Critics of fracking often raise alarms about groundwater pollution, air pollution, and cancer risks, and there are still many uncertainties. But some of the claims have little — or nothing— to back them.
For example, reports that breast cancer rates rose in a region with heavy gas drilling are false, researchers told The Associated Press.
Fears that natural radioactivity in drilling waste could contaminate drinking water aren’t being confirmed by monitoring, either.
And concerns about air pollution from the industry often don’t acknowledge that natural gas is a far cleaner burning fuel than coal.
David Risser, an epidemiologist with the Texas Cancer Registry, said in an email that researchers checked state health data and found no evidence of an increase in the counties where the spike supposedly occurred.
And Susan G. Komen for the Cure, a major cancer advocacy group based in Dallas, said it sees no evidence of a spike, either.
Concerns about the potential problem also led to regulatory changes. An analysis by The Associated Press of data from Pennsylvania found that of the 10.1 million barrels of shale wastewater generated in the last half of 2011, about 97 percent was either recycled, sent to deep-injection wells, or sent to a treatment plant that doesn’t discharge into waterways. Link
So what problems does fracking create? The most dramatic and popularly reported problem is that of burning tap water: hold a match next to a running tap and the methane contained in the water (methane is the main component of natural gas) will burst into flames. Gasland and many other sources have asserted that this is due to fracking. The burning water is a fact; whether it has anything to do with fracking is another matter altogether. Like much in science, the facts are more complicated.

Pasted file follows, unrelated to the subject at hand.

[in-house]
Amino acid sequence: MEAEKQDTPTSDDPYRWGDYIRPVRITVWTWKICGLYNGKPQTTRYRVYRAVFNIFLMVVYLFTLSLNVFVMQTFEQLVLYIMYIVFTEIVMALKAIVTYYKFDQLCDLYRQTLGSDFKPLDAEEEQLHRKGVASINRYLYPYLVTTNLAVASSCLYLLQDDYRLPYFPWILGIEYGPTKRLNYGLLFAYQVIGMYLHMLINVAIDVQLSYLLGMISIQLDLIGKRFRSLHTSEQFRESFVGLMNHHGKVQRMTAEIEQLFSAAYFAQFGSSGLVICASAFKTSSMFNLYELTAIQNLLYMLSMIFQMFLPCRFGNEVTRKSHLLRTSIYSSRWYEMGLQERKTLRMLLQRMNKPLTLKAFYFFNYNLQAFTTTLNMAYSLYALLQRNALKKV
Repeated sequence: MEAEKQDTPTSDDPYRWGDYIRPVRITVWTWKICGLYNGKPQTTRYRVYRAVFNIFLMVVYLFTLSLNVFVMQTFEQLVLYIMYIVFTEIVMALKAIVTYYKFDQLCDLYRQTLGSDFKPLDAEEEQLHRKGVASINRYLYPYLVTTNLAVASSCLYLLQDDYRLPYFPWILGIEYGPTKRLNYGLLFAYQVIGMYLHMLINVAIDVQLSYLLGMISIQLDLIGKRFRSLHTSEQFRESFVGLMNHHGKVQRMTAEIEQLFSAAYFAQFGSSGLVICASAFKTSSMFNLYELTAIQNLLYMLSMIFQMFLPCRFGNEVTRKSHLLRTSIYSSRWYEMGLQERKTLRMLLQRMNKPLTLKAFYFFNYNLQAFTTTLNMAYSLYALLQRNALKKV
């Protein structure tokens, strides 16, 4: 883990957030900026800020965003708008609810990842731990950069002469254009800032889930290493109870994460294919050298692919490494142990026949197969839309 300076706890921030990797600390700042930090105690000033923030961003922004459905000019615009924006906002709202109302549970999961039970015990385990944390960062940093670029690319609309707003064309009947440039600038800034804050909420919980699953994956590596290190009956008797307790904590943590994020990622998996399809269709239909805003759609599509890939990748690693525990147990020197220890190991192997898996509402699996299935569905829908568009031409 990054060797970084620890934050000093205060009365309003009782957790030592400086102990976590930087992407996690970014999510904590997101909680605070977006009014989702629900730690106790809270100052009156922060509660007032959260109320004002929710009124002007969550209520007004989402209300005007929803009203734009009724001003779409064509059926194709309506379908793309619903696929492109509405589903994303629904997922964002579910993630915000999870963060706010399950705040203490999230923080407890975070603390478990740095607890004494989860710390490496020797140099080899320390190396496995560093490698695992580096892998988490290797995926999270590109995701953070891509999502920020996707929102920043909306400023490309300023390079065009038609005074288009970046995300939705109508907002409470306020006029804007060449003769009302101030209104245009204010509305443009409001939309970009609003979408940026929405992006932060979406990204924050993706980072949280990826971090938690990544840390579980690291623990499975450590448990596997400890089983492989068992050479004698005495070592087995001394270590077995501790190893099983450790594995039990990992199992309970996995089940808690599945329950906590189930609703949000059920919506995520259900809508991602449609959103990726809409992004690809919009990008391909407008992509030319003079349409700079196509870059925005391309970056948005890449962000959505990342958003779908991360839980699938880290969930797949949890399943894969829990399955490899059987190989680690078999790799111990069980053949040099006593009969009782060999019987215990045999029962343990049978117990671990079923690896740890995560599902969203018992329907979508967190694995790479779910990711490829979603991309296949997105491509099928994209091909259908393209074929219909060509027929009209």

The first thing to understand is that water wells are shallow. The deepest private residential wells go perhaps a couple hundred meters, though most are much shallower. Fracking takes place kilometers deeper underground; and in most places, the fracked shale beds are separated from the surface watersheds by multiple rock formations of different types. There’s little or no transference of anything — gas or liquid — between fracked layers and surface layers; they’re simply too far apart and separated by too much rock.
When the Colorado Oil & Gas Conservation Commission investigated the burning water of the well owner most prominently featured in Gasland, whose tap water was gray and actually effervesced, they found that his methane was naturally occurring and had nothing to do with any natural gas drilling. His water well had been drilled directly into a shallow natural gas deposit. Nevertheless, Gasland portrayed this as a consequence of fracking, which is wrong at two levels.